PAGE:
At some time of the year, all livestock managers consider clipping the pasture.
Fields are most frequently clipped in the fall, but is this the best time for this practice? Opinions vary as to whether pasture clipping has merit.
Some of those who promote clipping pasture state that clipping helps to control weeds, keeps plants more vegetative; may improve forage quality, and may reduce incidence of pinkeye.
The timing and frequency of pasture clipping influence whether the above-mentioned benefits are achievable.
In addition, cost associated with pasture clipping must be considered with the Ohio Custom Rate 2016 publication listing the average bush hogging custom rate charge at approximately $18 per acre.
It is obvious that bush hogging is expensive, so is it the most cost-effective practice?
As far as weed control goes, anyone who has clipped a pasture knows in order to achieve any real benefit it will have to be clipped more than once.
Additionally, weed response will vary based on the time of clipping, and what weeds one is attempting to control.
Certainly, managers hoping to achieve a sustained weed control response would need to clip a minimum of two times per year and would have to clip weeds prior to hard seed formation.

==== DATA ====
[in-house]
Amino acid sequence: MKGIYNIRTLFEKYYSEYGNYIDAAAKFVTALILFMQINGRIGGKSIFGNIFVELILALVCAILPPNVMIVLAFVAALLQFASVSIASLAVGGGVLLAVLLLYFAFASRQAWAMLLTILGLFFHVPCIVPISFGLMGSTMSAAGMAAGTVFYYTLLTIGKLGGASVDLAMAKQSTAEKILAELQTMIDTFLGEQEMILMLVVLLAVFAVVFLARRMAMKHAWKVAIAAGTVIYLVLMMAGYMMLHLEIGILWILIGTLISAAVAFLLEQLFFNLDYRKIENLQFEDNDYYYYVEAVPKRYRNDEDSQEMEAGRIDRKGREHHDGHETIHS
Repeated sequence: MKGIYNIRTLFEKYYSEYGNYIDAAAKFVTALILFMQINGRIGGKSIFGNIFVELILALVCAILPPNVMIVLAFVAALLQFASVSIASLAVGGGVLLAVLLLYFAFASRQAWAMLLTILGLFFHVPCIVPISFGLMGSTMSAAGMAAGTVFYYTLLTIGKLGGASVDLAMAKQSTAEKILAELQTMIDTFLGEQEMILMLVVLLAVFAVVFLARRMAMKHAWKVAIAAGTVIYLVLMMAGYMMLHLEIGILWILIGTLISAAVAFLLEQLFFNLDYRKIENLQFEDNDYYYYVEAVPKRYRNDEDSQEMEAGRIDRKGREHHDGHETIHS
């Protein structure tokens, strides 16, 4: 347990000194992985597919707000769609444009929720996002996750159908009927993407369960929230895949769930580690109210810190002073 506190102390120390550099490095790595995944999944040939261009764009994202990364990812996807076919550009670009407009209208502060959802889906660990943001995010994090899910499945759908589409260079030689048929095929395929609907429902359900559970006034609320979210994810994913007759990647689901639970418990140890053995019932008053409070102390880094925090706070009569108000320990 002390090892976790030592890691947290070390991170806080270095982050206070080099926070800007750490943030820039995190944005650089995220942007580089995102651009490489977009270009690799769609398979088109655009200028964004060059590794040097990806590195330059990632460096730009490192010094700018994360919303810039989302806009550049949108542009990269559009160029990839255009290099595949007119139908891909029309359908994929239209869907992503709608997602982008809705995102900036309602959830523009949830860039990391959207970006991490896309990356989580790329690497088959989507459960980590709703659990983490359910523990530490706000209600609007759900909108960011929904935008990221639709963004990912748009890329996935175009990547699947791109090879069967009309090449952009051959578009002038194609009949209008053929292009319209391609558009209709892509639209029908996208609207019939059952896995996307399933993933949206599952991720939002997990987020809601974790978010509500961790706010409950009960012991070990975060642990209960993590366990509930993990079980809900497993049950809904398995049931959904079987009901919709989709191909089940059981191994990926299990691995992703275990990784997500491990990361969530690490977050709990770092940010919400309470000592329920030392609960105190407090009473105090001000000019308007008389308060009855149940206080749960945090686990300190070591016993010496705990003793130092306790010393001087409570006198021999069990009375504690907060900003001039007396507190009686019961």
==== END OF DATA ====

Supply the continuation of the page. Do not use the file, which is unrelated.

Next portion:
As for the argument that clipping improves pasture quality, what factors become important?
It is accepted that vegetative plants are generally more nutritious, and that leaf tissue of forage is generally of higher nutritional quality.
If one is attempting to maximize leaf production and reduce indigestible fiber content, the timing of clipping would be of utmost importance.
The additional benefit of managing the forage canopy is that lowering the height of the cool season grass sward may promote the growth of legumes like clover.
Legumes have high nutritional quality and provide nitrogen to the pasture sward. This would be a benefit to most ruminant livestock species.
The majority of pastures in Ohio are cool season grasses, and the majority of those South of interstate 70 have a tall fescue component.
Unfortunately, a common variety of tall fescue, Kentucky 31, may contain alkaloids associated with negative effects on livestock performance.
Compounds produced from fungal endophyte accumulate alkaloids at the base of the stem and in seedheads of infected fescue.
Managing for reduced seedhead production and not overgrazing has been shown to improve animal performance.
My question is, do we need a tractor to manage the pasture canopy or can this be accomplished through proper grazing management?
The following are questions one might consider before clipping a pasture.
- Can I harvest excess pasture for hay?
- Can I rotate through pastures more quickly in the spring to help set back forage maturity?
- Have I properly managed grazing?
- Does livestock management contribute to the situation evident in pastures?
- Have I utilized a soil test as a tool for evaluating crop nutrients?
Clipping is a tool for pasture management. Remember one can manage pasture using more than just machinery.
If one does clip, be cognizant of the influence of timing and frequency on the desired outcome.